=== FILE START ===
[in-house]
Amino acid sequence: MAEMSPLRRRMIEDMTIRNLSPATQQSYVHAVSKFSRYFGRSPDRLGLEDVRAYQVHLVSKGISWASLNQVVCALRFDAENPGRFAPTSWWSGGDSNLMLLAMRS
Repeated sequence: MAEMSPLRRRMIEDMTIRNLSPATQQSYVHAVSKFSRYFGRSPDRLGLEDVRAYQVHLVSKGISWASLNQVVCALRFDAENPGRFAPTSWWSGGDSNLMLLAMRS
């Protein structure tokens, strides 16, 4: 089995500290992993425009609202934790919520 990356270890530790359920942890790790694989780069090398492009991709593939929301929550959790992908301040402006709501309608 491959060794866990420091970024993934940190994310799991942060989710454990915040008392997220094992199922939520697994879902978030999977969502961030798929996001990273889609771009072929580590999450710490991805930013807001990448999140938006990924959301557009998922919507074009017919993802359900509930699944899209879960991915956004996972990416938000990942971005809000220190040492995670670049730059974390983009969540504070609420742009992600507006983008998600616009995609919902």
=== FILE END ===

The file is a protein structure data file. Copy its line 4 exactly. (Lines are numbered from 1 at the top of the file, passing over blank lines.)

């Protein structure tokens, strides 16, 4: 089995500290992993425009609202934790919520 990356270890530790359920942890790790694989780069090398492009991709593939929301929550959790992908301040402006709501309608 491959060794866990420091970024993934940190994310799991942060989710454990915040008392997220094992199922939520697994879902978030999977969502961030798929996001990273889609771009072929580590999450710490991805930013807001990448999140938006990924959301557009998922919507074009017919993802359900509930699944899209879960991915956004996972990416938000990942971005809000220190040492995670670049730059974390983009969540504070609420742009992600507006983008998600616009995609919902």